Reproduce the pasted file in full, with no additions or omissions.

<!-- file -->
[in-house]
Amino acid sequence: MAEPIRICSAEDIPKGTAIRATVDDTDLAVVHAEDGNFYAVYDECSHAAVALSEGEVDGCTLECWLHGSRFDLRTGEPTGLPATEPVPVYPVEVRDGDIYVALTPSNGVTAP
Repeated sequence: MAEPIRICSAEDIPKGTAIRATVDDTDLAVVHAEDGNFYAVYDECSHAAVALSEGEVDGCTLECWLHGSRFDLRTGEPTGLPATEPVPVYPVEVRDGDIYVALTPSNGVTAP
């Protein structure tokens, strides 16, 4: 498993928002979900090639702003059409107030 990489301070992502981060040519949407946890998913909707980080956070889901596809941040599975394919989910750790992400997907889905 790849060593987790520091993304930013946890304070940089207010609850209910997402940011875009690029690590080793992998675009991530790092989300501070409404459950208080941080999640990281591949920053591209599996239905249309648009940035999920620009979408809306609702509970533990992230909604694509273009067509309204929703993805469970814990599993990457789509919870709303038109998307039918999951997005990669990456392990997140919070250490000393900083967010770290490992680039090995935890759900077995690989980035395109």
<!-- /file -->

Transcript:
[in-house]
Amino acid sequence: MAEPIRICSAEDIPKGTAIRATVDDTDLAVVHAEDGNFYAVYDECSHAAVALSEGEVDGCTLECWLHGSRFDLRTGEPTGLPATEPVPVYPVEVRDGDIYVALTPSNGVTAP
Repeated sequence: MAEPIRICSAEDIPKGTAIRATVDDTDLAVVHAEDGNFYAVYDECSHAAVALSEGEVDGCTLECWLHGSRFDLRTGEPTGLPATEPVPVYPVEVRDGDIYVALTPSNGVTAP
């Protein structure tokens, strides 16, 4: 498993928002979900090639702003059409107030 990489301070992502981060040519949407946890998913909707980080956070889901596809941040599975394919989910750790992400997907889905 790849060593987790520091993304930013946890304070940089207010609850209910997402940011875009690029690590080793992998675009991530790092989300501070409404459950208080941080999640990281591949920053591209599996239905249309648009940035999920620009979408809306609702509970533990992230909604694509273009067509309204929703993805469970814990599993990457789509919870709303038109998307039918999951997005990669990456392990997140919070250490000393900083967010770290490992680039090995935890759900077995690989980035395109």